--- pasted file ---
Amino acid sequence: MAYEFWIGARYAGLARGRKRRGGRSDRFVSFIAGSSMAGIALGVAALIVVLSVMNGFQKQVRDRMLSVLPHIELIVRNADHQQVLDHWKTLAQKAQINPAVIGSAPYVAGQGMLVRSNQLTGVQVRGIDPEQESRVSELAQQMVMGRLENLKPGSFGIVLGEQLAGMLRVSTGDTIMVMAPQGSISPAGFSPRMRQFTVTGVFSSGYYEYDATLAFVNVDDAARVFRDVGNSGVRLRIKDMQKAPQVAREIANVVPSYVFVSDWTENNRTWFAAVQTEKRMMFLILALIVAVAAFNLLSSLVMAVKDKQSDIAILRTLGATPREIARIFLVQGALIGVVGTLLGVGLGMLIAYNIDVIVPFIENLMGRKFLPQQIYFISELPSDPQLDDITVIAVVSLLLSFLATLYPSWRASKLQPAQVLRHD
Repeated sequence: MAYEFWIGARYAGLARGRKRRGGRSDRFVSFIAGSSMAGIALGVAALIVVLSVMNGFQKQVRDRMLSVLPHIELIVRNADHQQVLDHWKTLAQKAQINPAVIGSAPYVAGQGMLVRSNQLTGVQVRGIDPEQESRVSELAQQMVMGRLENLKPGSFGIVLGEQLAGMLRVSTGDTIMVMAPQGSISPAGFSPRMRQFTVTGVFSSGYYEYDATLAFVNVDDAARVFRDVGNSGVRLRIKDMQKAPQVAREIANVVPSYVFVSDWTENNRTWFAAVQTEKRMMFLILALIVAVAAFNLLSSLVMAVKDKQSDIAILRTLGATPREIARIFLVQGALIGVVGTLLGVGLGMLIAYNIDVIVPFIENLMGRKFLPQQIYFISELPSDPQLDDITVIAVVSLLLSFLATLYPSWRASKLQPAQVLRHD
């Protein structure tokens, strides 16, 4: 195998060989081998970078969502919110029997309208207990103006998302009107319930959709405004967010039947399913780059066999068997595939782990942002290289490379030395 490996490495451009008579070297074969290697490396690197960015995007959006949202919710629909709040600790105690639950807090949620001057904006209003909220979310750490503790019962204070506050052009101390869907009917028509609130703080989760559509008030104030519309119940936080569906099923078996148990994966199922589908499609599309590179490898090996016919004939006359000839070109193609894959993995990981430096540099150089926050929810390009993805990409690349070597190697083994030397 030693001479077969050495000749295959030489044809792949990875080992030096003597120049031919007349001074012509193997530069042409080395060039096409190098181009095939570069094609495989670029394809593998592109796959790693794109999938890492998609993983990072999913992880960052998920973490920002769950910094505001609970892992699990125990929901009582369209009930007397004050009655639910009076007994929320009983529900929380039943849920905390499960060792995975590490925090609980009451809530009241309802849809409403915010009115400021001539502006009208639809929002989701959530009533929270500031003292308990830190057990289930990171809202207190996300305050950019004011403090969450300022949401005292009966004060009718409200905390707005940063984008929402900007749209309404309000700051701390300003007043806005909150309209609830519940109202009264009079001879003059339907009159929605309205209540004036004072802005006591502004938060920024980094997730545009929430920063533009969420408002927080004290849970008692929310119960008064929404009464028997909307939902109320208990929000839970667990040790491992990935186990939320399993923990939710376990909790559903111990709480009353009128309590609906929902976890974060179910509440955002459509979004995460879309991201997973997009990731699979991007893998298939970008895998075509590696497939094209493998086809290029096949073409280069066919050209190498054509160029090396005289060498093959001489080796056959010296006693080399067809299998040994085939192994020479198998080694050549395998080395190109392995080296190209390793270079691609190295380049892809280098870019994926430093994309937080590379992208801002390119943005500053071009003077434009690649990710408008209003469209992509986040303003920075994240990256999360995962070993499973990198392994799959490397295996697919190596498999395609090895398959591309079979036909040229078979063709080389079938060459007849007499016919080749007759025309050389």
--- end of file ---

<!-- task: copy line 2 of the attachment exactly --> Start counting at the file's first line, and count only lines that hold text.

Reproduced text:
Repeated sequence: MAYEFWIGARYAGLARGRKRRGGRSDRFVSFIAGSSMAGIALGVAALIVVLSVMNGFQKQVRDRMLSVLPHIELIVRNADHQQVLDHWKTLAQKAQINPAVIGSAPYVAGQGMLVRSNQLTGVQVRGIDPEQESRVSELAQQMVMGRLENLKPGSFGIVLGEQLAGMLRVSTGDTIMVMAPQGSISPAGFSPRMRQFTVTGVFSSGYYEYDATLAFVNVDDAARVFRDVGNSGVRLRIKDMQKAPQVAREIANVVPSYVFVSDWTENNRTWFAAVQTEKRMMFLILALIVAVAAFNLLSSLVMAVKDKQSDIAILRTLGATPREIARIFLVQGALIGVVGTLLGVGLGMLIAYNIDVIVPFIENLMGRKFLPQQIYFISELPSDPQLDDITVIAVVSLLLSFLATLYPSWRASKLQPAQVLRHD